An opinion writer is criticized for being wrong on Obama and Iran and another letter writer asks if anyone really cares about Penn State football.
Opinion Writer's Wrong on Obama and Iran
Betsy Sheerr's Nov. 17 opinion piece, "Whom Can We Trust on Iran? Obama, Not His Opponents," claims that President Barack Obama "has taken the lead in mobilizing the international community to isolate Iran and apply pressure, both in the form of diplomacy and stringent economic sanctions, on Iran's regime."
If only this were true.
In fact, the Obama administration is opposing a bipartison bill, written by Sens. Mark Kirk (R-Ill.) and Charles Schumer (D-N.Y.) and signed by more than 90 senators, calling for crippling sanctions on the Central Bank of Iran, which is accused of facilitating various forms of illicit activities.
The administration, led by Treasury Undersecretary David Cohen, has been lobbying against the Kirk amendment because members say it could do harm to the U.S. economy.
Ms. Sheerr is correct in noting that the Iranian president has repeatedly called for the destruction of the United States and Israel, but she is woefully incorrect in her assessment of Obama's "moral suasion and high standing in the world," certainly in regard to his fight against Iran.
By putting the U.S. economy before doing "everything" he can to prevent Iran from getting nuclear weapons, he is, in fact, sending a message to the world that the U.S. economy takes precedent over stopping a rogue nation bent on acquiring nuclear weapons. How then could Obama expect countries like Russia, China and others to do otherwise?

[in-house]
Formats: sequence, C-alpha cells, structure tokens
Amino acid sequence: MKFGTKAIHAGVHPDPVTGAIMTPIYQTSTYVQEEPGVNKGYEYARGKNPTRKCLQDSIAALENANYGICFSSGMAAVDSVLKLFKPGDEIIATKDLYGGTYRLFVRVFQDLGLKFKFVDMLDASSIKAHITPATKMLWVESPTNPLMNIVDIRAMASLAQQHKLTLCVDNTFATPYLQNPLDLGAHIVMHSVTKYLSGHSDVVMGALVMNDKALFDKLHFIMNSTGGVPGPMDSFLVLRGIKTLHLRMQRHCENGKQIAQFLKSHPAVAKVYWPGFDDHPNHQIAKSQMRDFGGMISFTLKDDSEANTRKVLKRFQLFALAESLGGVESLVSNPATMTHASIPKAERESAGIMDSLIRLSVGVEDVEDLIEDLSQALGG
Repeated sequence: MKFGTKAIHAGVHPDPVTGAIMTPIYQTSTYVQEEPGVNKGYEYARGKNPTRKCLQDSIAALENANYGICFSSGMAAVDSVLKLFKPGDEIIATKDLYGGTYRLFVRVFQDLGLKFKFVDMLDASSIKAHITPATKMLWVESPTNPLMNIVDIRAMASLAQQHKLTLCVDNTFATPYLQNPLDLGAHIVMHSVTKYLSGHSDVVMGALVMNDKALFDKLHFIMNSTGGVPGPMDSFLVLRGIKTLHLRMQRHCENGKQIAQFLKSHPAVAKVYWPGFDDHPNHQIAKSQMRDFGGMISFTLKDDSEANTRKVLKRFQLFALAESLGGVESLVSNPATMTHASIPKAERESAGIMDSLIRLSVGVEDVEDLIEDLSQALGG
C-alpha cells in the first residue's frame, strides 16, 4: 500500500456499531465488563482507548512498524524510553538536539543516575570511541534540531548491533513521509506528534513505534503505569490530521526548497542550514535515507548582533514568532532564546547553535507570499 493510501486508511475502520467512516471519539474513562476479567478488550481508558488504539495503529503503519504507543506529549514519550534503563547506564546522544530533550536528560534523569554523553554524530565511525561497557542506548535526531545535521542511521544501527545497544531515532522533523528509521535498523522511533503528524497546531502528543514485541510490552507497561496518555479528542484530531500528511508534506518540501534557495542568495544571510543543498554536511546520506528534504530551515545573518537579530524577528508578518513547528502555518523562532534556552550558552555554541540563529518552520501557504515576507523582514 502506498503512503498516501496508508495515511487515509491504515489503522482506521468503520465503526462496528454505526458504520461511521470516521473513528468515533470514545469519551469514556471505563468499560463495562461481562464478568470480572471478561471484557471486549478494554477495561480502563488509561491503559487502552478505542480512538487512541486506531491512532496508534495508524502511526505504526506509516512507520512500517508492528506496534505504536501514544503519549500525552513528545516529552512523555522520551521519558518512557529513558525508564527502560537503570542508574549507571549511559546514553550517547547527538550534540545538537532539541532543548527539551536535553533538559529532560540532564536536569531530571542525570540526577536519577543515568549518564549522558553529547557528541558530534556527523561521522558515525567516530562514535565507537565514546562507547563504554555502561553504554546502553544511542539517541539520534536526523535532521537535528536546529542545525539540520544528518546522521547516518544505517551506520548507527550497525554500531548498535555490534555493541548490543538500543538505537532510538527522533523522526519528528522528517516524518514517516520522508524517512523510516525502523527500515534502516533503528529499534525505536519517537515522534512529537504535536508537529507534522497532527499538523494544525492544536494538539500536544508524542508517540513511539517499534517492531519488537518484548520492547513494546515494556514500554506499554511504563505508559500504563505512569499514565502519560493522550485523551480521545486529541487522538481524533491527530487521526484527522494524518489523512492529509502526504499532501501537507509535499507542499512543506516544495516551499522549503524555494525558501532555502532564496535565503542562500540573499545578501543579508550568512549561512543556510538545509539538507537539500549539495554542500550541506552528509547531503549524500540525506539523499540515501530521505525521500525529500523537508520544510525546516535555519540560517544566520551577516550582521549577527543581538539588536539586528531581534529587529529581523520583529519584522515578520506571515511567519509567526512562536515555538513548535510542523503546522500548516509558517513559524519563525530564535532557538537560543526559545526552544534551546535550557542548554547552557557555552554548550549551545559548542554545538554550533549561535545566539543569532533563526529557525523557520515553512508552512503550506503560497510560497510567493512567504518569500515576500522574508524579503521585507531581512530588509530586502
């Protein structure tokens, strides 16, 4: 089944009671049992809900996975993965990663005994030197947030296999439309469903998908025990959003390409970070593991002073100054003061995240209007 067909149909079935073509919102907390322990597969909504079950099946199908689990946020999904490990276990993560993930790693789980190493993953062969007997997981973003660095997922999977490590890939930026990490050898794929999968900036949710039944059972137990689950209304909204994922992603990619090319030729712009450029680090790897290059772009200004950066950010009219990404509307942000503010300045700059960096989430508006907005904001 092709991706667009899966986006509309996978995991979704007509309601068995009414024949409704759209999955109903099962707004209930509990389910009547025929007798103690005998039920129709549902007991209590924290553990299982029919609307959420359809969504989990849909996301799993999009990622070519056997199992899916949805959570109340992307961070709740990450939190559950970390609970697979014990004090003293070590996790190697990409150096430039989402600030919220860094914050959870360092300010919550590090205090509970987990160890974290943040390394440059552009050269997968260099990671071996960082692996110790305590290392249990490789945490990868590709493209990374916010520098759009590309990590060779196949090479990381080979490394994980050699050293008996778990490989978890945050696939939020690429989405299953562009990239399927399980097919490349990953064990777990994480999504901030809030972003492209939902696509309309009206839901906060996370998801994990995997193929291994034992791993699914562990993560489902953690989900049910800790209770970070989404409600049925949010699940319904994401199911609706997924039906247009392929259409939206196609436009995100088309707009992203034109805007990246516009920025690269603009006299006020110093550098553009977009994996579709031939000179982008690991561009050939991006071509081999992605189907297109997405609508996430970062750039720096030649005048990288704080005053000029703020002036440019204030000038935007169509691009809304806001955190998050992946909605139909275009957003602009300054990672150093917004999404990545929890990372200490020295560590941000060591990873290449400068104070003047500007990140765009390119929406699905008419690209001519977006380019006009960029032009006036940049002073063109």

National vice president
Zionist Organization of America
Who Really Cares About Penn State Football?
I was disturbed when I read the Nov. 17 cover story "Reeling From the Scandal."
It would be very easy to applaud Graham Spanier's overall tenure as president of Penn State University; however, he failed to do the one thing that parents want above all else — to protect our children.
As parents, we always worry about our children the minute they leave our sight. When they leave our homes, we worry about whether they will arrive safely to school and remain protected while they are there. We've heard enough about Penn State's philanthropy and the fate of its "lucrative" football program. Honestly, who cares?
The bottom line remains: Children were abused, and nobody stood up for them or protected them. We cannot go back, but let's hope that when you know better you do better.
The only loss we should be talking about is the innocence of these children. It's time to protect the victims of this tragedy.
Cindy Gelman Singer
This Chaplain Was Deserving of All Praise
I grew wistful reading the Jewish Exponent story about Rabbi Chana Timoner, the first female Jewish chaplain to serve on active duty in the armed forces (City & Suburb: "Female Chaplain Gets Recognition at Last," Nov. 10).
Rabbi Timoner was ordained at the Academy for Jewish Religion in New York, where I am proud to say I was also ordained.
In her inimitable spirit, she left a large bequest to the school, which in part offers a competitive liturgy award to a rabbinical student every year.
In 2003, I was the beneficiary of her largess when I was awarded the Rabbi Chana Timoner Creative Liturgy Award.
The plaque I won bearing her name is prominently displayed in my library as an example of her generosity and kindness, which continues long after her life, which sadly ended too soon.
Thanks so much for doing the story. She was a woman much deserving of praise and recognition.
Rabbi Lynnda Targan